05 July 2007


July 2, 2007
Fira, Santorini Island, Greece

Our second day on board the luxurious Legend of the Seas was our first actual "port day." Look at me and the cruise lingo. We arrived at Santorini Island a little before 9am. The island is small, and the ship is large. So there was nowhere for us to actually dock. This is how I became familiar with the tendering process, and how it can go terribly wrong.

Tendering is when the ship sends ferry boats to get you and bring you to your intended destination. It sounds like a fairly simple process. And maybe it is. But on this day, and on this ship, it was not.

The first thing one does when one is "going to tender," (as it is verbalized) is get a ticket. Our first tender was at 9am. In order to get this aforementioned ticket, everyone who does not have a scheduled tour (and estimated 1500 people) is asked to go to deck four at 8:45. Now I know not ever tender on every cruise ship requires people to meet on deck for at 8:45 but in 100% of my cruising experiences that is the case. And for this example, that will be a truth.

So at 8:45 on deck four, there was a man backed up to a piano with hundreds of people grabbing at the slips of paper in his hand. Jesse and I were not there for the beginning of this event, but our friend (Lucy's special friend) Ryan was. Here we are at breakfast. Thanks to him, we were on tender two.

Tickets in hand, we made our way down to the line heading off the boat, where were not allowed to exit. Apparently tour groups get off the boat first. Great for them. We were sent back up to deck four to wait for the tender boarding announcements. However Jesse and Ryan wanted to go back up to deck 9. As far as I could tell, it was just to be defiant. So we went. Along the way, we were assured tendering announcements would be made over the loudspeaker. So all we really had to do was wait.

Waiting is a lot harder than it sounds when you see Greece practically a stone's throw away. As we waited, we watched other people go to Greece. Boats came, loaded up, and left. There we sat, with a great view of the action. We watched the cable cars zip up from the shore to the top. And there we sat. Donkeys rides were hustled up and down the walkway and there we were... just sitting. Just look at all those boats. Would you believe we weren't called down for any of them?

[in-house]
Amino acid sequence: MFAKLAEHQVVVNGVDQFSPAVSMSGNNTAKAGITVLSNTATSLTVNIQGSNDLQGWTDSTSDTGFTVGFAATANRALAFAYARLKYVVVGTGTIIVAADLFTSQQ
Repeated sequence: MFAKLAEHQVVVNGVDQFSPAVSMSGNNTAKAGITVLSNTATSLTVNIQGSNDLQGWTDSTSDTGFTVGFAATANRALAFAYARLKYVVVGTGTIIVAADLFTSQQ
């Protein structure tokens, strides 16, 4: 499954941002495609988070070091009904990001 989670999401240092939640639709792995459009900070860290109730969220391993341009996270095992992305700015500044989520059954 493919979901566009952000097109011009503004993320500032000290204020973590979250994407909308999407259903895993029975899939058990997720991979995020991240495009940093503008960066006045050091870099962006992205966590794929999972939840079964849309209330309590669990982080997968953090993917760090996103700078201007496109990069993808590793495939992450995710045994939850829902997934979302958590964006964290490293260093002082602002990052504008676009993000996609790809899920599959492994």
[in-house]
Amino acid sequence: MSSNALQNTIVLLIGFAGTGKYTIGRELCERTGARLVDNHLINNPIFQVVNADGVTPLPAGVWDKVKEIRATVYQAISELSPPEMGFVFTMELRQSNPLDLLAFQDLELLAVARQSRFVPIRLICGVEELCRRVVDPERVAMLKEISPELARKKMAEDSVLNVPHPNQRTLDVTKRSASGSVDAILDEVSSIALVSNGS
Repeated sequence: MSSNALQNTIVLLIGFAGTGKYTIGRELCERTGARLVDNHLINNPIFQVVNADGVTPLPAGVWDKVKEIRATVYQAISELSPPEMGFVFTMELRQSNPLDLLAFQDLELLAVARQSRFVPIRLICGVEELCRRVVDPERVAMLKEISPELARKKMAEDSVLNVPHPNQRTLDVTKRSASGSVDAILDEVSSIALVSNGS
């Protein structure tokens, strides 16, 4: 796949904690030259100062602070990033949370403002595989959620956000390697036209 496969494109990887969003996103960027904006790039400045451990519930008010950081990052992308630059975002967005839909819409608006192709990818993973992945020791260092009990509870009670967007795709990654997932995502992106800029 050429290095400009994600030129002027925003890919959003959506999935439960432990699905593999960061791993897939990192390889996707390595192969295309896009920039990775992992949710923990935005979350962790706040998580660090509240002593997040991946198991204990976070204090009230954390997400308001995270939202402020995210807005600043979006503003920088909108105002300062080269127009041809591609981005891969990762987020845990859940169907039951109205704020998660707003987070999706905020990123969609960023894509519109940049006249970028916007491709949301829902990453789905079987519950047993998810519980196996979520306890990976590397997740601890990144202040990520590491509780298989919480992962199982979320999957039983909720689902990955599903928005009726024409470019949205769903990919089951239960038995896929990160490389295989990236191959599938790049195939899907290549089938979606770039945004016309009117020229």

Ryan went scouting. He was told our tender was about to board in 15 minutes. So much for the announcements promised just 90 minutes beforehand. We scurried down to deck one, then back up to deck two to find the end of the line. There we went a lovely family from Northern Ireland. Jesse and I talked to them for another half hour, while Ryan scouted some more.

At this point, tempers were flaring. I know the staff was moving as fast as could be, but that was just not fast enough. The winds were high in Santorini. That meant we could only use one side of the ship for tendering, effectively doubling the tendering time. Still, knowing that did nothing to those who just wanted to get off the ship and be in Greece. Even worse: Jesse had to cut his shore excursion short anyway for a 3pm seminar. At 11:25, his time to see Santorini was running out.

Ryan to the rescue again. He talked to the cruise director (who is truly a hardworking and dedicated person) and she got us on the next boat heading to shore. That was a little after 11:30. Part of Jesse's day had been saved.

We had planned to walk the 580 steps to the top but we were short on time. So we hoped on the cable cars for 4 euros. These are the steps we would have taken.

The cable cars were quite fast and in a matter of moments there we were with Greece before us. Look at it. It's great isn't it. We walked through a shopping area, then stopped to try and figure out where we were. Normally we can get by just fine with a map. But maps in Greece and written in Greek. They can't be read by people who don't read Greek. We stopped at a little bar to get our bearings. Jesse drank a Greek Beer out of a frosted mug. He said it was good. But it was pretty hot there. So maybe any beer out of a frosted mug would have been good.

We walked around Fira until it was time for Jesse and Ryan to go back for their seminar. They had decided to ride donkeys down to the tender. Fortunately for me, I was staying on the Island and spared the pleasure.

I did walk a little with them to send them off though, and to take their pictures. Once they were well on their way, I walked back up and watched them ride off to the sea on donkeys. And then I was off on my own adventure.

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